Kazakhstan | Freedom House

Freedom in the World



Freedom in the World 2008

2008 Scores


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Civil Liberties
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Political Rights
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Trend Arrow: 

Kazakhstan received a downward trend arrow due to constitutional amendments that removed term limits for President Nursultan Nazarbayev and altered the election criteria and composition of the legislature, in effect reducing opposition representation from one deputy to none.


In 2007, President Nursultan Nazarbayev eliminated the last vestiges of parliamentary independence and humbled potential rivals in his own family. Constitutional amendments passed in May removed term limits for Nazarbayev and ended single-mandate constituencies for lower-house lawmakers, leaving only party-slate seats. Parliamentary elections held under the new rules in August produced a single-party legislature, with deputies from the ruling propresidential Nur Otan party now constitutionally obligated to vote along party lines or face expulsion.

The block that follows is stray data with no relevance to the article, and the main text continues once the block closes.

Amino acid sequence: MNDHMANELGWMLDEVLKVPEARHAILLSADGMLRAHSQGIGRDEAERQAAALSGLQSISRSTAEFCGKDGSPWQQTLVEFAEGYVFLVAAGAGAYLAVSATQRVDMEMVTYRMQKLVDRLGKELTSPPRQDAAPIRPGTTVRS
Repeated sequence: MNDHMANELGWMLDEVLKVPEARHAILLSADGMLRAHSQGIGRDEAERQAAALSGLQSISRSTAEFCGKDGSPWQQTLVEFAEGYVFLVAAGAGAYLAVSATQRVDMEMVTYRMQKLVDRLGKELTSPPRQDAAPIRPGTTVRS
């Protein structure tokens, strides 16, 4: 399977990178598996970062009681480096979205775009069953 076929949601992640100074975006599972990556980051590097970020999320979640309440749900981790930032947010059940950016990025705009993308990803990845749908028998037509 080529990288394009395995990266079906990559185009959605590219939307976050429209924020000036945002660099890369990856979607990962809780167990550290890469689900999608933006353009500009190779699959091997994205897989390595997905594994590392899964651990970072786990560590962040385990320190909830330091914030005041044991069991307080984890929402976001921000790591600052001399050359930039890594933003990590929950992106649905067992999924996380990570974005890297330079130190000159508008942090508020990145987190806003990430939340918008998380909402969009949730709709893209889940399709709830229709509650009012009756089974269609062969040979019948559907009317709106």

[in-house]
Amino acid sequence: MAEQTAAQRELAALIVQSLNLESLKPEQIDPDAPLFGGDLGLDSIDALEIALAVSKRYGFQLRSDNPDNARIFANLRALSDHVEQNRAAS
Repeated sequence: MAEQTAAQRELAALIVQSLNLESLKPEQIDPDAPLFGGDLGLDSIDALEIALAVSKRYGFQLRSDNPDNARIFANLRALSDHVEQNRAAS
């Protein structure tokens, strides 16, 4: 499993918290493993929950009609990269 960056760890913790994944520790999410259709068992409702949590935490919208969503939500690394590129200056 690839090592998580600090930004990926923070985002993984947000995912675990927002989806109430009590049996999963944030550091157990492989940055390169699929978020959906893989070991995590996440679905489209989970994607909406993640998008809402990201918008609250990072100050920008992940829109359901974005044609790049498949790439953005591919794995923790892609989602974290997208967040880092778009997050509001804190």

Kazakhstan declared independence from the Soviet Union in 1991, just two weeks after Kazakh Communist Party leader Nursultan Nazarbayev was reconfirmed as president in an election. The country’s first national legislative polls, in 1994, were invalidated by the Constitutional Court a year later because of numerous irregularities. Nazarbayev subsequently dissolved the legislature and, in April 1995, called a referendum on extending his five-year term, due to expire in 1996, until December 2000. A reported 95 percent of voters endorsed the move. An August 1995 referendum that was boycotted by the main opposition parties approved a new constitution designed to strengthen the presidency. Nazarbayev supporters captured most of the seats in December 1995 elections for a new bicameral Parliament. In October 1998, Parliament amended the constitution to increase the presidential term from five to seven years and moved the presidential election forward from December 2000 to January 1999. The main challenger was disqualified on a technicality, and Nazarbayev was reelected with a reported 80 percent of the vote.